I do agree with Viscount Sussex. I've flown 8 years on Boeing (737-200 then 737-500 and now since 2002 on 747-400), I've flown 4 years on A340 also. At the beginning, as Viscount Sussex, I was totaly against Airbus philosophy. I've been an aerobatic pilot and glider instructor for several years and I thought Airbus CDVE is a non sense. Against all odds, I falled in love with A340. It's a wonderfull aircraft design to work with.
Just disregard people that haven't flown Airbus who are saying a lot of things without knowning really what they are talking about...
Just go with an open mind... You'll find a very efficient aircraft. I'm sure you'll appreciate it.
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Old 11th Nov 2006, 12:04
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a bad handler can get away with a lot on the airbus......a good handler can look very ordinary.
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Old 11th Nov 2006, 12:47
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Originally Posted by Bearcat View Post
a bad handler can get away with a lot on the airbus......a good handler can look very ordinary.
Philosophically succinct.


I am in awe Mr. Bearcat.
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Old 11th Nov 2006, 12:48
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Perhaps I'm not in position to comment as I've only ever flown the Airbus narrowbody series. I've flown the B737-300 simulator a few times - and enjoyed it despite having only used a side stick for the last 8 years!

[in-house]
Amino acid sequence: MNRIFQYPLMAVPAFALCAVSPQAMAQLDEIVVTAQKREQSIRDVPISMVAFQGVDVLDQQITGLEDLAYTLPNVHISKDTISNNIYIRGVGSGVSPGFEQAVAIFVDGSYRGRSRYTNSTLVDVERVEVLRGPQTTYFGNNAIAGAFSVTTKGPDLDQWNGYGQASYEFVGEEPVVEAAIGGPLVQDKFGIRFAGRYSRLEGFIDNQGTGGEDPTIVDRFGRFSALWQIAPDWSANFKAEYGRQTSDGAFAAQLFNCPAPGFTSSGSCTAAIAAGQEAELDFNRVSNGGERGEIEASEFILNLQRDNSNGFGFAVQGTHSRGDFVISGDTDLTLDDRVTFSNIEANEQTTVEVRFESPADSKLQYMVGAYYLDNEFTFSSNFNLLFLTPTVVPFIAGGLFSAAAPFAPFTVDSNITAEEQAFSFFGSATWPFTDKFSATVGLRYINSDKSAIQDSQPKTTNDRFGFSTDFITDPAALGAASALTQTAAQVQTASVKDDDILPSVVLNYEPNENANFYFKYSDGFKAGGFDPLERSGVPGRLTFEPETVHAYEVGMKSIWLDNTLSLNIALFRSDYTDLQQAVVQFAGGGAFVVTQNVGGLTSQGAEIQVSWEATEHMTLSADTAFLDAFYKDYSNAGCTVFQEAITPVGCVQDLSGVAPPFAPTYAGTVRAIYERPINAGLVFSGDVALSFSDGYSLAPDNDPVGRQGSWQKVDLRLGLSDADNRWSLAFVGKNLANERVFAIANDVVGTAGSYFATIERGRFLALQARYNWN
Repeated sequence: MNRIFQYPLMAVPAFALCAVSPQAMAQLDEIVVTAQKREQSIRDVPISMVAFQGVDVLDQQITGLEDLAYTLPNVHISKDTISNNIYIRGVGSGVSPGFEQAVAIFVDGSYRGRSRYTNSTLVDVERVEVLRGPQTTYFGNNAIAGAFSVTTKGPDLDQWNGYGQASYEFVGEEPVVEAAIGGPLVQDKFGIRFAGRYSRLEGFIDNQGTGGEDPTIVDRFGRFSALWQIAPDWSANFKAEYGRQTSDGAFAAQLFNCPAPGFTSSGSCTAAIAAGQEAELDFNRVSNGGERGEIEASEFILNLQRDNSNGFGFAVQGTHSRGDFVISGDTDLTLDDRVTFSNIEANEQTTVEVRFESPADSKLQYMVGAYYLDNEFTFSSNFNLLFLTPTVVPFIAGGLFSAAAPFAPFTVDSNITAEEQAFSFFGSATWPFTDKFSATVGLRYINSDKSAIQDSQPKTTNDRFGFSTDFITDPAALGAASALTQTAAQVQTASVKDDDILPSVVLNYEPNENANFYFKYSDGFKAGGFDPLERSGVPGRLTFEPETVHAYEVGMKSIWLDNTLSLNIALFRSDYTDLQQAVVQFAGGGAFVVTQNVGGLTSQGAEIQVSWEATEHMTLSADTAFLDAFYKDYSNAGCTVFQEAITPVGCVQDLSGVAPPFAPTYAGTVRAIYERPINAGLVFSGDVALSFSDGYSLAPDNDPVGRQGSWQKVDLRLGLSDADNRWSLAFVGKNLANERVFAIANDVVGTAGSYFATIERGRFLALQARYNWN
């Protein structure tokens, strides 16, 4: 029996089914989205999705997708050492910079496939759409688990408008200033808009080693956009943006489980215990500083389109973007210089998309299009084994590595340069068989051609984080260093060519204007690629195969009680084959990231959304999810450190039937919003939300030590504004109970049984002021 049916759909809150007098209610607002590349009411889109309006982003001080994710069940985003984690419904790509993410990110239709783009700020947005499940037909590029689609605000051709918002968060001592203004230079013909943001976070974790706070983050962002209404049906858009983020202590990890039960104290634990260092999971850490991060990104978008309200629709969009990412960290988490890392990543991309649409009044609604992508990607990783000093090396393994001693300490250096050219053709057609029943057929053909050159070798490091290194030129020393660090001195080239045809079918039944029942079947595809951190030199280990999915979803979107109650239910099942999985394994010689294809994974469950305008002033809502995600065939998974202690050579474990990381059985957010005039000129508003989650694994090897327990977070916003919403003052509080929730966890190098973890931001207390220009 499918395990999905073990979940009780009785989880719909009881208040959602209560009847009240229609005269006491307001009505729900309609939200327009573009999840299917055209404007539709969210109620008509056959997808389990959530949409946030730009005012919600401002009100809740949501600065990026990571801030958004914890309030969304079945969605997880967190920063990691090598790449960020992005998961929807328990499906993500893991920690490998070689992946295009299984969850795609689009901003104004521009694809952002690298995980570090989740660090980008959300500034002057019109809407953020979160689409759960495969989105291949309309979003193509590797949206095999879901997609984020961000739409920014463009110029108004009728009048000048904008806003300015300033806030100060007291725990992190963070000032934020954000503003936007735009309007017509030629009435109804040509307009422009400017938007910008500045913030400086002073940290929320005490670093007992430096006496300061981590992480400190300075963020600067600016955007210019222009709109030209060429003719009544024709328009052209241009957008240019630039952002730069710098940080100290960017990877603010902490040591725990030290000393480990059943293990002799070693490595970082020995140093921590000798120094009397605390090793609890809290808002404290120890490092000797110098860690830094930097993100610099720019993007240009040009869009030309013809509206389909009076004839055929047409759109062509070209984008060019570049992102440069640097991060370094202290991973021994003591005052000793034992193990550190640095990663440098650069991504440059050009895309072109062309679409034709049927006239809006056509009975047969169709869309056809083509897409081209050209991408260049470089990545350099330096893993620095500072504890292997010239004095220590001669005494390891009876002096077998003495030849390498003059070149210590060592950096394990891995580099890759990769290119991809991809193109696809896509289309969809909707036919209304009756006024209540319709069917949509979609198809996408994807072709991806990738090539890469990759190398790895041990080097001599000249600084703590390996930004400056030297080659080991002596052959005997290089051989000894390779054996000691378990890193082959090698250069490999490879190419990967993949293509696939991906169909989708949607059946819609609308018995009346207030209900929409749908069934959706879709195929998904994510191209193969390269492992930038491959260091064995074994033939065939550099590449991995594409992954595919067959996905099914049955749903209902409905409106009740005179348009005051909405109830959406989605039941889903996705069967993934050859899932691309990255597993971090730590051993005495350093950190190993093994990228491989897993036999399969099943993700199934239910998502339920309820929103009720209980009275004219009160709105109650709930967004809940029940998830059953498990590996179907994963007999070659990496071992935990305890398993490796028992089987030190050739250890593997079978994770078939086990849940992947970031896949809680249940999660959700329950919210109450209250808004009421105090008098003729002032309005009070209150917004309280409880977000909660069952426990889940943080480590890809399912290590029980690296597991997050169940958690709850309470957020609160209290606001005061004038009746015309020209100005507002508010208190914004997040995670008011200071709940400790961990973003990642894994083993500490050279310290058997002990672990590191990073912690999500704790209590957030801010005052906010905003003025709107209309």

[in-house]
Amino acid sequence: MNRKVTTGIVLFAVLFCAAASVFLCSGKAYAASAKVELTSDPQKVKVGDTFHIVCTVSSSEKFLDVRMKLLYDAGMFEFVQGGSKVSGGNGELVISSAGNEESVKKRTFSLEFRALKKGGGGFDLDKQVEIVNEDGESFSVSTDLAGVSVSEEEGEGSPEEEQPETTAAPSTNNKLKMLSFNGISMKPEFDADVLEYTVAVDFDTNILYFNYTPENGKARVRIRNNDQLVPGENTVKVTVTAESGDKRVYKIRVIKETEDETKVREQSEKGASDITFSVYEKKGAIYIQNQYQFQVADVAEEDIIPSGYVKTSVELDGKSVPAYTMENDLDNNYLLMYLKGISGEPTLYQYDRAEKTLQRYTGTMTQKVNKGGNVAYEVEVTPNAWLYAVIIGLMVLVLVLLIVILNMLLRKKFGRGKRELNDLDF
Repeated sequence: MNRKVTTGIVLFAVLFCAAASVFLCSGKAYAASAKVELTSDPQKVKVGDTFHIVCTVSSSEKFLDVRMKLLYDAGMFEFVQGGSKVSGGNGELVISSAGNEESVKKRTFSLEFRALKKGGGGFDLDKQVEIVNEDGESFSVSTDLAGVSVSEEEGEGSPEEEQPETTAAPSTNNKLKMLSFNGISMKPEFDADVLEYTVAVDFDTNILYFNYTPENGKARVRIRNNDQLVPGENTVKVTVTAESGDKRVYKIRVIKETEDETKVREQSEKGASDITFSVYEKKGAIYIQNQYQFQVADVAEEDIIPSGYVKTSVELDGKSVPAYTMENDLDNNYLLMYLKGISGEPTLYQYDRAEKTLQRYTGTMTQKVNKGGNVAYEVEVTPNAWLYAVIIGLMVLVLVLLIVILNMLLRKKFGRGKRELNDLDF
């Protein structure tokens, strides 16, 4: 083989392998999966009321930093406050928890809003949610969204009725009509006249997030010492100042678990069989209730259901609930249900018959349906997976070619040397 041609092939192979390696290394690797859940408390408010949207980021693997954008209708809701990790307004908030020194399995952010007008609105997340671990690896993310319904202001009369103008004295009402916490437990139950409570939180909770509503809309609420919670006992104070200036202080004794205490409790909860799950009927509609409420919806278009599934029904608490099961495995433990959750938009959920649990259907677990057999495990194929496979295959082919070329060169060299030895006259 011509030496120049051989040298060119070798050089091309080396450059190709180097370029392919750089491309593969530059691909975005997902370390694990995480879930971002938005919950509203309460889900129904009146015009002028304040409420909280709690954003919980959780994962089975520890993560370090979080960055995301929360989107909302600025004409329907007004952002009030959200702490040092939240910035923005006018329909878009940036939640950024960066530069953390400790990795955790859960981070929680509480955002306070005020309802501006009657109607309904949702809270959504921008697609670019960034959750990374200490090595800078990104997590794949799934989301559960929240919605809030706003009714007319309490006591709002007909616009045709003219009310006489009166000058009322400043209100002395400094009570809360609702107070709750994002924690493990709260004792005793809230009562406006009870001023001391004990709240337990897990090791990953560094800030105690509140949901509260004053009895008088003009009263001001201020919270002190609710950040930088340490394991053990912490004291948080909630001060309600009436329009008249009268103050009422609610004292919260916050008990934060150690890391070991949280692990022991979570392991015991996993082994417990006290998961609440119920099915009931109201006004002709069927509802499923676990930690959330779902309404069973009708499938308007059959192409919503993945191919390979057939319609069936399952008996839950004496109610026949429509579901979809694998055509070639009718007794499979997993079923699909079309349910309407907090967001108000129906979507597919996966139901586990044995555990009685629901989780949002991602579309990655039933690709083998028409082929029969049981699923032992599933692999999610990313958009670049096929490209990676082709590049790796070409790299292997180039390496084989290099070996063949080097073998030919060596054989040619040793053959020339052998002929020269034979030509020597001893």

I train on the Bus and many of the guys (and gals) I train are converting from the 737. Almost without exception the preferred platform is the Bus. A much better office than the 737NG and no comparison with the 733 is the usual comment. The Bus does do things a bit differently but in the normal day to day operation of the aircraft it is straight forward once you understand it. When you have problems the ECAM covers 95% of issues BUT it does require discipline, a methodical approach and good crew teamwork.

The Bus is a self monitoring aircraft - it will look after you to a certain extent. For example if you don't put the Packs on after T/O you'll get an ECAM caution. If you're flying round single engine without the fuel x-feed open you'll get an ECAM caution before you run the tank dry. The comments about protections..... well my car has got 6 airbags. I don't plan on using them but it's nice to know they are there! Probably the most useful protection for day to day operations is knowing that if you get a hard GPWS "Pull up" You can just hit TOGA and pull the stick the whole way back, instantly, without worrying. Did it recently in the sim and hit 11,000 FPM

The side stick and FBW are great. Sidestick doen not take long to master and the self trimming makes it a very easy aircraft to fly. I've read the comments about being not being able to monitor the other guys inputs due to no S/S feedback - and it's true, your monitoring channel is now purely a visual one. However, this has never caused me a problem.